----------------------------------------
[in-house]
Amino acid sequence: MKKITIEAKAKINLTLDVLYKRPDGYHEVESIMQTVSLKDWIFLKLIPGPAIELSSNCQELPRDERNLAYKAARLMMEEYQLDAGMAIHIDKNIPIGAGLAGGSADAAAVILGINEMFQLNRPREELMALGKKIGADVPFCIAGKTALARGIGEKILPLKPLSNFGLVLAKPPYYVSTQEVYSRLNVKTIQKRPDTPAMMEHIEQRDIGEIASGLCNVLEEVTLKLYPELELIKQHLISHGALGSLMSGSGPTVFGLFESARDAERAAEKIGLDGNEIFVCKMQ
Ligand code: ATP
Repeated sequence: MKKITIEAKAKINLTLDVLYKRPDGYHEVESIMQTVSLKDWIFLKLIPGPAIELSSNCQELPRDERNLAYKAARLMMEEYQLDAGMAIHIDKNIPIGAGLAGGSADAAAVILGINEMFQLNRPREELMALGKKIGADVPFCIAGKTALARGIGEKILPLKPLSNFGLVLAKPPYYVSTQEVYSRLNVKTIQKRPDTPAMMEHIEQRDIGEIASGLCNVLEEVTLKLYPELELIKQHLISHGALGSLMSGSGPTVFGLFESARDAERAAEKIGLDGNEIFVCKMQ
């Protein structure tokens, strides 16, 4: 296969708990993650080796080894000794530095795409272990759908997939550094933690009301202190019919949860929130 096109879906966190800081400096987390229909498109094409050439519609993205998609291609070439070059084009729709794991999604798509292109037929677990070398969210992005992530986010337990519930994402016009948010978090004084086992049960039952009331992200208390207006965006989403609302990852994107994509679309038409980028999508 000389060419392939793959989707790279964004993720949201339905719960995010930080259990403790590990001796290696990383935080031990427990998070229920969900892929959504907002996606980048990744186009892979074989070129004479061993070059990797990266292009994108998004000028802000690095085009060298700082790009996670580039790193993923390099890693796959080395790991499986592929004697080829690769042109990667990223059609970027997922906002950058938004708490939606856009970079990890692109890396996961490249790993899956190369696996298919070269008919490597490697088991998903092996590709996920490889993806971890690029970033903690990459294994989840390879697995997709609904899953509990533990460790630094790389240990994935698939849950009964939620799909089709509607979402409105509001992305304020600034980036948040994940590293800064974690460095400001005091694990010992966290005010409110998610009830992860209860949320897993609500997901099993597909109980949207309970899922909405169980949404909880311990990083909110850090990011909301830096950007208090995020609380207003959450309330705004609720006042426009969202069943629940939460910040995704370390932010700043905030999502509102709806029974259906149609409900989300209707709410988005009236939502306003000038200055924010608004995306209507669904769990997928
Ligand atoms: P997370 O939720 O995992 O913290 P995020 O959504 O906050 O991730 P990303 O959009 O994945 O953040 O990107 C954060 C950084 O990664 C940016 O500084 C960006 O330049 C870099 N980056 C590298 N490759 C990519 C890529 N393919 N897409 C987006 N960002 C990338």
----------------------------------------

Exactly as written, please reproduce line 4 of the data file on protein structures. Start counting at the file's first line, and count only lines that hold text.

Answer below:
Repeated sequence: MKKITIEAKAKINLTLDVLYKRPDGYHEVESIMQTVSLKDWIFLKLIPGPAIELSSNCQELPRDERNLAYKAARLMMEEYQLDAGMAIHIDKNIPIGAGLAGGSADAAAVILGINEMFQLNRPREELMALGKKIGADVPFCIAGKTALARGIGEKILPLKPLSNFGLVLAKPPYYVSTQEVYSRLNVKTIQKRPDTPAMMEHIEQRDIGEIASGLCNVLEEVTLKLYPELELIKQHLISHGALGSLMSGSGPTVFGLFESARDAERAAEKIGLDGNEIFVCKMQ